First Draft to Finished Manuscript: A Breakdown of the Memoir Writing Processā€“Part 2

getting started memoirs writing tips Jun 19, 2024
First Draft to Finished Memoir

Writers often underestimate the number of drafts they’ll need to write, edit, and rewrite to get them from their first draft to a fully formed manuscript. In Part 1 of this blog post, I offered a snapshot of what to expect for your first and second drafts, and the key objectives of these phases in the overall memoir writing process. Here in Part 2, I’ll walk you through the remaining drafts. Buckle up…there’s a lot of hard work ahead.

What to do when you’ve completed your second draft

Your second draft can be one of the longest, slowest phases of the entire memoir writing process. If you’ve done the work, you now have a draft that follows a narrative arc that brings your reader on a journey of discovery on a universally resonant theme. You are the main character, and your life experiences form the plot, setting, and characters that illuminate deeper insights for your reader. 

Once you’re satisfied that the foundation of your story is solid, coherent, and compelling, this can be a good point to share your work with a few trusted readers.

A word of caution: Choose your readers wisely. Your book is like a baby bird that just hatched and still needs nurture and tender care. Share your second draft with people who understand the principles of good storytelling and whose writing opinion you trust—people who will honor the sacred work you’ve created. If you belong to a writers’ group, this can be a great place to share portions of your work or to ask two or three fellow writers if they’d be willing to read your whole manuscript.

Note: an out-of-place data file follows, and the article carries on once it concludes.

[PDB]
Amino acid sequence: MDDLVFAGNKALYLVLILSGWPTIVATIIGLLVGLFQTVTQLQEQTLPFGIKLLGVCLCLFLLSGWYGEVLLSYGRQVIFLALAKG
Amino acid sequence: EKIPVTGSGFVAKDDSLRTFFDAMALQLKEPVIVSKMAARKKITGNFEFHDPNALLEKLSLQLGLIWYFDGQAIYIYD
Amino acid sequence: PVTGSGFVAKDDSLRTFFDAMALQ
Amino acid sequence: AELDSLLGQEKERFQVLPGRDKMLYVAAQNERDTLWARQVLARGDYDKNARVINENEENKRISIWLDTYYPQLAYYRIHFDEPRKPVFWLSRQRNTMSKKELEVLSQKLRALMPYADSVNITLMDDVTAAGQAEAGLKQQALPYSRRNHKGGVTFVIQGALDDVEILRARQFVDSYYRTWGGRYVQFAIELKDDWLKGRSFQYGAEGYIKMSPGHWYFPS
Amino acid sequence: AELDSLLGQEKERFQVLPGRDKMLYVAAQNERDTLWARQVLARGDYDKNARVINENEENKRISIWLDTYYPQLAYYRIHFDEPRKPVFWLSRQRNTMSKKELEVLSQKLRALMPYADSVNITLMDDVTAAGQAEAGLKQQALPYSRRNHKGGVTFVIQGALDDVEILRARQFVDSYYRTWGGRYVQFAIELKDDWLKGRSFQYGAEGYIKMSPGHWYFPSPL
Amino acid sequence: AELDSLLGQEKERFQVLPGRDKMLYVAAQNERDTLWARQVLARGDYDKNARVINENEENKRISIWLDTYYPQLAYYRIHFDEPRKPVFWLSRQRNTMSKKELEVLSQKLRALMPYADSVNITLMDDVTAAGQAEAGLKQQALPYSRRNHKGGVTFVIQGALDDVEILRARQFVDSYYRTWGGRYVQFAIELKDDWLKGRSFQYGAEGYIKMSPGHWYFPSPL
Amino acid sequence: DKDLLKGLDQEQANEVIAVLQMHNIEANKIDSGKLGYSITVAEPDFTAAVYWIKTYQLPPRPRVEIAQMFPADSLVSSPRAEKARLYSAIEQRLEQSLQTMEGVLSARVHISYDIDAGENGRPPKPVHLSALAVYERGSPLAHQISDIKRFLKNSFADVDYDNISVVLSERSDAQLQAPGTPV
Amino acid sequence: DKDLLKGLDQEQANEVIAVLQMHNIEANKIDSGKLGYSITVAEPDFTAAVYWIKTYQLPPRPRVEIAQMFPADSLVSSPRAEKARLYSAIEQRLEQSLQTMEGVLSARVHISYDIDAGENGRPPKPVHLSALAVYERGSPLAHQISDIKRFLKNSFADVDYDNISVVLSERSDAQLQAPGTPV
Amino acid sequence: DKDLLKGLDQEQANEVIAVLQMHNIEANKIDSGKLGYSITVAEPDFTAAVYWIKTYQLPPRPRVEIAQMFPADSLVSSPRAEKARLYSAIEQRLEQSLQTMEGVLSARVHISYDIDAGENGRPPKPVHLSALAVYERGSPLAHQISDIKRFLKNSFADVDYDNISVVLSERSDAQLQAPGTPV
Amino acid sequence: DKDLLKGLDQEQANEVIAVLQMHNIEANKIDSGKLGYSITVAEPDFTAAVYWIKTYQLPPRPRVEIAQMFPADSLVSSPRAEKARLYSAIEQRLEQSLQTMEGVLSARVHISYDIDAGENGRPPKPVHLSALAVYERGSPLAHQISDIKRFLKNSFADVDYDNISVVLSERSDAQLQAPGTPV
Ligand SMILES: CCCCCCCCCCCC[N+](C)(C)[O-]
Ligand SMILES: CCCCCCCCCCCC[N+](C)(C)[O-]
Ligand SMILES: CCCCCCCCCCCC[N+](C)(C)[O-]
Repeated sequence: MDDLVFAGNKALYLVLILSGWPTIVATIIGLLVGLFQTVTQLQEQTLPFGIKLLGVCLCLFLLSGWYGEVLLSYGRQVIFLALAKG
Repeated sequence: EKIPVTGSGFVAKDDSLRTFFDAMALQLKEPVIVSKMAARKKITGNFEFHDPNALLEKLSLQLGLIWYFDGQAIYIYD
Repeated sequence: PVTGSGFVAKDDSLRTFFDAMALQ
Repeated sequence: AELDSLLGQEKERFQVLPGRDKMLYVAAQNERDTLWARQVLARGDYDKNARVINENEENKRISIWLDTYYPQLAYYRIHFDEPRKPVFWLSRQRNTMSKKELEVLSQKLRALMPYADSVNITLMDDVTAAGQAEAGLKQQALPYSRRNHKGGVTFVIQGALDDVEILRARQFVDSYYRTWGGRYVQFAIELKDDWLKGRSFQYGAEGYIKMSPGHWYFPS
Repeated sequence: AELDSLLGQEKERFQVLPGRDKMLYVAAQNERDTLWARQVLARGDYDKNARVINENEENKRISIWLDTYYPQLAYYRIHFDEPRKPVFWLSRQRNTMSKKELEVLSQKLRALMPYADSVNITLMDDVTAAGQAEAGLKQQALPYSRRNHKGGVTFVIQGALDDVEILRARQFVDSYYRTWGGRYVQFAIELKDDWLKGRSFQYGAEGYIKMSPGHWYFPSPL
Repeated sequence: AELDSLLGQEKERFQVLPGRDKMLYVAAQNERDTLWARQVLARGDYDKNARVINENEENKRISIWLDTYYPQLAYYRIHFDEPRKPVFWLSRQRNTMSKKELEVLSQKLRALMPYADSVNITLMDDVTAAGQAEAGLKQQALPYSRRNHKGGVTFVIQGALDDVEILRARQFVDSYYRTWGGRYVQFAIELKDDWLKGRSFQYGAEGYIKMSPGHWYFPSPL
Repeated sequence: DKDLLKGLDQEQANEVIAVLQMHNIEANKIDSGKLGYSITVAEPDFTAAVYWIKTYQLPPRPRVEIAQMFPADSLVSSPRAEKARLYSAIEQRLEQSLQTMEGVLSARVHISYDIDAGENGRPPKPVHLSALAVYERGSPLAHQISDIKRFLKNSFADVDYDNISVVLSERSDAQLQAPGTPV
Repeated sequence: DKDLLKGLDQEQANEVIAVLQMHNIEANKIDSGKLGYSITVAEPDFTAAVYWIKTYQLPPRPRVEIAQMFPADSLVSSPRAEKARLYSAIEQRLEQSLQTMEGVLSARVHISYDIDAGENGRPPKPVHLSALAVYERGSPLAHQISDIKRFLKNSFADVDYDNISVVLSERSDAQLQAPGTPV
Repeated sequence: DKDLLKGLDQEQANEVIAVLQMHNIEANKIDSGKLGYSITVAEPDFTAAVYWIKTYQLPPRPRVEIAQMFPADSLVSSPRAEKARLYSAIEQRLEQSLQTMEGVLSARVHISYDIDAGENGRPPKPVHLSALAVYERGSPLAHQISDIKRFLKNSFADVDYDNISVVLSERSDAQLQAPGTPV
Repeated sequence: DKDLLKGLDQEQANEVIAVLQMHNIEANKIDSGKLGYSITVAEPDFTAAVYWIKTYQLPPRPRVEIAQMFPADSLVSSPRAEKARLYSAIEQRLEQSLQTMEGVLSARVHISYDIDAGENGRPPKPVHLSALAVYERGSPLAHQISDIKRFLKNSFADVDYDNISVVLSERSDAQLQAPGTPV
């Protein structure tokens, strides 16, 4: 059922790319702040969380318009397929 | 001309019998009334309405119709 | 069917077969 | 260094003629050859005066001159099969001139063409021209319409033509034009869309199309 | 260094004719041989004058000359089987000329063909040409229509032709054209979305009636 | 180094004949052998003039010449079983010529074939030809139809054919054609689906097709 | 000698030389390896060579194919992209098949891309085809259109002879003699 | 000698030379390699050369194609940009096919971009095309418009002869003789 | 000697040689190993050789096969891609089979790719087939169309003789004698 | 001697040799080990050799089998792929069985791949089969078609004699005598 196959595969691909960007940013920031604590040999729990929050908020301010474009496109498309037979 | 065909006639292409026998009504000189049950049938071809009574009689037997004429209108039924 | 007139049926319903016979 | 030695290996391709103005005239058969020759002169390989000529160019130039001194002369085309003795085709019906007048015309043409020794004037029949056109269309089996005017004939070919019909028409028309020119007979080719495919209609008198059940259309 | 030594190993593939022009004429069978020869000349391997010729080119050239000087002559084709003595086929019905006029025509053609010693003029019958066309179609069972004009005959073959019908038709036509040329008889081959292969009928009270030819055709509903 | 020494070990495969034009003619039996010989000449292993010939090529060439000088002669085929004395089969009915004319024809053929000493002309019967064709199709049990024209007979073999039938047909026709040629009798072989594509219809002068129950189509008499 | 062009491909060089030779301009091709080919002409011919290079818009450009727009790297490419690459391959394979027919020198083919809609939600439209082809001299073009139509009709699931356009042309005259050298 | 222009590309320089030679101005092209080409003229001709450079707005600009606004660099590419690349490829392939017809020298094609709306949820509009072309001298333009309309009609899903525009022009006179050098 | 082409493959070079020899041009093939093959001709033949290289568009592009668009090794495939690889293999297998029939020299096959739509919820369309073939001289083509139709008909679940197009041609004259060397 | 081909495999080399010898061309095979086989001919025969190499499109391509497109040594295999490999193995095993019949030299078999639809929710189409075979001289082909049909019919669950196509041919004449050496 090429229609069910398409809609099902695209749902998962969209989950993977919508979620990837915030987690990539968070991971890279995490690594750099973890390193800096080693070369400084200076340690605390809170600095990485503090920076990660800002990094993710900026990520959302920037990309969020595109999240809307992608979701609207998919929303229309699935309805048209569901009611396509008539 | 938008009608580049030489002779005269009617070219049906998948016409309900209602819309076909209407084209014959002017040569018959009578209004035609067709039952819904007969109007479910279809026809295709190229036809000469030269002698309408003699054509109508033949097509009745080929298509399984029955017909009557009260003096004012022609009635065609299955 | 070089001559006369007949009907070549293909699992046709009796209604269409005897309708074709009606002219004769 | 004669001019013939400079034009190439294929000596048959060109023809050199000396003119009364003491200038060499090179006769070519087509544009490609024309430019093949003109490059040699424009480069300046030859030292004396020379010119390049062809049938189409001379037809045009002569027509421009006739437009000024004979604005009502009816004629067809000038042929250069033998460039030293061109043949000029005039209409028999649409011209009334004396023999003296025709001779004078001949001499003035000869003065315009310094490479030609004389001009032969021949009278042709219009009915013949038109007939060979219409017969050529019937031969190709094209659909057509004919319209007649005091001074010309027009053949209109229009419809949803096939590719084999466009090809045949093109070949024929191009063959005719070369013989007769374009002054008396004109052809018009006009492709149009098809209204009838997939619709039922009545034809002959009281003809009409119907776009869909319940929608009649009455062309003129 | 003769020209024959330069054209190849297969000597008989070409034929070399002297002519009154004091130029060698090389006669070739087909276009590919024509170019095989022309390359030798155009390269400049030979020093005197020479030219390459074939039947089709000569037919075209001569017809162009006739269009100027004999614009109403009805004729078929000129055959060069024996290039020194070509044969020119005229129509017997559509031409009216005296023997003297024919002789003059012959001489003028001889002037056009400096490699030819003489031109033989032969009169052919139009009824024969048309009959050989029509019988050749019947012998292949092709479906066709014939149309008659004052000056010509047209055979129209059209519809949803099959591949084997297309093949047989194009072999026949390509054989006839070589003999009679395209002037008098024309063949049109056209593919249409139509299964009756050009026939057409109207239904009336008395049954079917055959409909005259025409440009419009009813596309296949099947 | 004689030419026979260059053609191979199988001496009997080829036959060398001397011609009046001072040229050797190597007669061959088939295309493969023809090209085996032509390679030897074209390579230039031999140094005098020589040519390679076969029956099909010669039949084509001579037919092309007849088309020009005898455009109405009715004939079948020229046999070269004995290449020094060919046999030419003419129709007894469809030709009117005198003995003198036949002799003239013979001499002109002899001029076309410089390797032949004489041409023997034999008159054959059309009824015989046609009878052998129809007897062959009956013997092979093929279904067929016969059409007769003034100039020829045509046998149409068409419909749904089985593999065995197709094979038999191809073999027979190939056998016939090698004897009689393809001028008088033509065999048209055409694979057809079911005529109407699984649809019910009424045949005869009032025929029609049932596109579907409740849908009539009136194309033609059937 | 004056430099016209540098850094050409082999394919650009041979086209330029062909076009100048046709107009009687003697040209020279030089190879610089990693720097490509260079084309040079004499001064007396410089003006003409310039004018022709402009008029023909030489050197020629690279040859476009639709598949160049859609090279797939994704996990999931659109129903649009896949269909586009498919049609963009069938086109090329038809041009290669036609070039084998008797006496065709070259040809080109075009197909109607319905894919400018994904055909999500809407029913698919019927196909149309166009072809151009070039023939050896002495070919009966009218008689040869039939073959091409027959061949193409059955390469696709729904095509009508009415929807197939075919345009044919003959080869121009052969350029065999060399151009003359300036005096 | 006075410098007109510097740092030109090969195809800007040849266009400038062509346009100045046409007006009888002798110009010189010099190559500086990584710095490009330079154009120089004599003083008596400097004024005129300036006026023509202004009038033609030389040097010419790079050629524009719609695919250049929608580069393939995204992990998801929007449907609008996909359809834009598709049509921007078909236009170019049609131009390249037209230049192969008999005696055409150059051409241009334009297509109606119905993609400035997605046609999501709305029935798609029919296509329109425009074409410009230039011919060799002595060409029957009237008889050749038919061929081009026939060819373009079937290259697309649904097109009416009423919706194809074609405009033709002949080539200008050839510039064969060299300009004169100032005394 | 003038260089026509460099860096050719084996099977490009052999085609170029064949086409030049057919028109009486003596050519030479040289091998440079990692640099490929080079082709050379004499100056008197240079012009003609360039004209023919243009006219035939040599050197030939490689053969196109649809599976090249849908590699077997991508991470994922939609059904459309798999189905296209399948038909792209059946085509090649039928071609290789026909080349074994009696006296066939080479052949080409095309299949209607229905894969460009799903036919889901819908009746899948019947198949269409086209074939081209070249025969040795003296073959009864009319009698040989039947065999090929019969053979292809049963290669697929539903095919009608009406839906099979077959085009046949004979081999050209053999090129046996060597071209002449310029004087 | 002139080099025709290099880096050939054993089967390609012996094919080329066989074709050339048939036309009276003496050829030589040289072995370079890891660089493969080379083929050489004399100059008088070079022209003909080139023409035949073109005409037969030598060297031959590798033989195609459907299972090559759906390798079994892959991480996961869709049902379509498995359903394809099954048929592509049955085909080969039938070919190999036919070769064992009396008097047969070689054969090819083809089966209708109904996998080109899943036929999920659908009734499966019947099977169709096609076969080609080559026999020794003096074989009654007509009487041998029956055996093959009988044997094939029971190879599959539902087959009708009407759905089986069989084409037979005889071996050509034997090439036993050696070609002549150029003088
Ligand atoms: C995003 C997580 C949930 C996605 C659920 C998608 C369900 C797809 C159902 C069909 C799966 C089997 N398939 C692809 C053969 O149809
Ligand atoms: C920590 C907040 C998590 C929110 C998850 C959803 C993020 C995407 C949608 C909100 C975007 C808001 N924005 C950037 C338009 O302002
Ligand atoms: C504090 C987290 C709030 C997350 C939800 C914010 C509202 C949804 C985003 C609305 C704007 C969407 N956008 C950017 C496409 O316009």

At this stage, you’re looking for high-level feedback about the structure and flow of your story, not nitty-gritty copyediting or proofreading. Choose readers who will help you see the forest for the trees and give you input on where your story needs potential reorganization and refinement.

Your second draft can also be a good phase to hire a developmental editor—a professional who will look at the overall structure of the manuscript, including the organization of chapters, scenes, and sections. They’ll examine plot development, pacing, and the consistency of the narrative arc, and evaluate the depth and consistency of characters, their development, and their relationships within your story. A developmental editor will also consider the major themes and how they’re developed throughout your work, point of view, and narrative style for consistency and effectiveness. The main objective of a developmental edit is to ensure that the foundation of your story is solid, coherent, and compelling.